We arrived at the at Boca Bravo river mouth late the next afternoon with stormy looking weather approaching and a
    fairly large swell breaking all around the channel entrance.  We had first tried to enter the river up the coast at another
    entrance which would save us a lot of distance, but the waves were breaking all across the entrance making it
    impossible to tell where the deeper part of the channel was located.  Not wanting to end up on a sand bar we went to
    Boca Bravo which was only a little better.  With evening fast approaching and stormy looking weather on the horizon we
    decided to hurry and get on in.  We picked the best looking spot where we were fairly comfortable with the water depth
    and made a run for it.  About half way in with tremendous current and rough water, we looked back and saw a large
    wave closing in that there was no way of getting away from.  Everyone held on and next thing we knew we were surfing
    down a large wave with almost 18 knots of boat speed.  What a ride!  After this brief, but intense few moments, we were
    back in smooth water and shortly after in a very nice anchorage a short distance up the river.  The next morning was
    very calm and peaceful and so, of course, Jerry was up on the front deck doing his yoga at sunrise. After listening to the
    Howler monkeys and having breakfast, we traveled about 10 or 15 miles up the river to Pedregal.  It was a very
    interesting and beautiful trip up the river, at times it felt like we were headed into the Amazon.  There were occasional
    little huts built along the river and tucked into deep jungle, we couldn’t believe anyone could actually live there, but they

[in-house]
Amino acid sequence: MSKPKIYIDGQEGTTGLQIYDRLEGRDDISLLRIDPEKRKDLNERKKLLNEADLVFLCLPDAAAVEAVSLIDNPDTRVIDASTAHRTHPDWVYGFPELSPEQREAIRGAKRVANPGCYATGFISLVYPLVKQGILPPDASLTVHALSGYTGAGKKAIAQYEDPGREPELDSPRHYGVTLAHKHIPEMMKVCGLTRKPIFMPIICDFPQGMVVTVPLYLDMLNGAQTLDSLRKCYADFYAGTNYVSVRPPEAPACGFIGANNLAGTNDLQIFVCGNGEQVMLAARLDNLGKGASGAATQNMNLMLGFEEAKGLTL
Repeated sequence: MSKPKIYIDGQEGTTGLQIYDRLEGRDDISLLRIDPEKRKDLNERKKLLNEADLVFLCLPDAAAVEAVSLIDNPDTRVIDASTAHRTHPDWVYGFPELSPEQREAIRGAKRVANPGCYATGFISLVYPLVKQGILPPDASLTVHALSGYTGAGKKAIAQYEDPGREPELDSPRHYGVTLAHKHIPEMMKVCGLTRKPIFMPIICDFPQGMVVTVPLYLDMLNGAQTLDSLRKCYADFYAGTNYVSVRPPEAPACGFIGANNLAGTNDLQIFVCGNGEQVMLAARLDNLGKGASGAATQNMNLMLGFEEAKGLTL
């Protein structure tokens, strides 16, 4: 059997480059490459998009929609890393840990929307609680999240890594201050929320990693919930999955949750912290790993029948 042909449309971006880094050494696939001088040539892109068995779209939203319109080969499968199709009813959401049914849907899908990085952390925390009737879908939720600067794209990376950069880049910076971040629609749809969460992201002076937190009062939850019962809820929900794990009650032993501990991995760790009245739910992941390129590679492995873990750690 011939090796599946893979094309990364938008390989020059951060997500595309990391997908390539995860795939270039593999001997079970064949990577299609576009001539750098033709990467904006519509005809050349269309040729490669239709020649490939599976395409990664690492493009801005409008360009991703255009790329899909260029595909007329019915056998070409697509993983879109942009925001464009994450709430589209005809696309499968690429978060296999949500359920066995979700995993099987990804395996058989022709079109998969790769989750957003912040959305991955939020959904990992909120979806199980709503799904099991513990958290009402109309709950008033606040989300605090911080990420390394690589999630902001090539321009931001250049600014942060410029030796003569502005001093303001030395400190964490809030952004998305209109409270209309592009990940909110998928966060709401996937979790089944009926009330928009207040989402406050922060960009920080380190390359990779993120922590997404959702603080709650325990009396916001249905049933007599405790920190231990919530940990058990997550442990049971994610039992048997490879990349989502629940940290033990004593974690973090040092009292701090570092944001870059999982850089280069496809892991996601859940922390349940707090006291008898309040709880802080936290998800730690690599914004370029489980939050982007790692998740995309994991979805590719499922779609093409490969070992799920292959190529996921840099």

were.  They seemed very friendly, waving as we went by, in the obviously out of place sailboat. We had to go up the
    river on high tide in order to have enough depth to get there and at times we wondered if we would make it even with the
    high tide.  We did make it without problem and were immediately met at the fuel dock by at least 15 – 20 curious people.  
    They were extremely friendly and helpful.  Jerry  managed to get us the best dock space in the small town, with shore
    power run to the boat which generally no one gets.  Evidently they don’t see many nice boats here.  Sean had to do
    most of the talking since his Spanish is good.  Jerry managed to get his point across with his mix of Spanish and
    Portuguese.  After getting settled in, we caught a taxi for the ride into David, which is actually the second largest city in
    Panama.  It didn’t seem that big as we walked all around the central city area.  We had a nice lunch, found the local
    internet café, did laundry, went grocery shopping and even found the Java Juice Bar for a great smoothie.  

    The next day, Rick and the others showed up just in time for us to get out on the high tide.  So off to Isla Coiba we
    headed.  As soon as we were out of the river, Brian and

    Rick had all the fishing lines out and the fishing began.  For the next week, it was fishing everyday.  Besides catching
    several through backs, we caught several dorado, tuna and a sierra, which made for good eating all week.  With the
    story of all the lobster we had seen a few days earlier at Coiba, Rick and Brian were anxious to get there.  If it had not
    been for the night arrival and the long travels to get there, they would have been immediately in the water.  First thing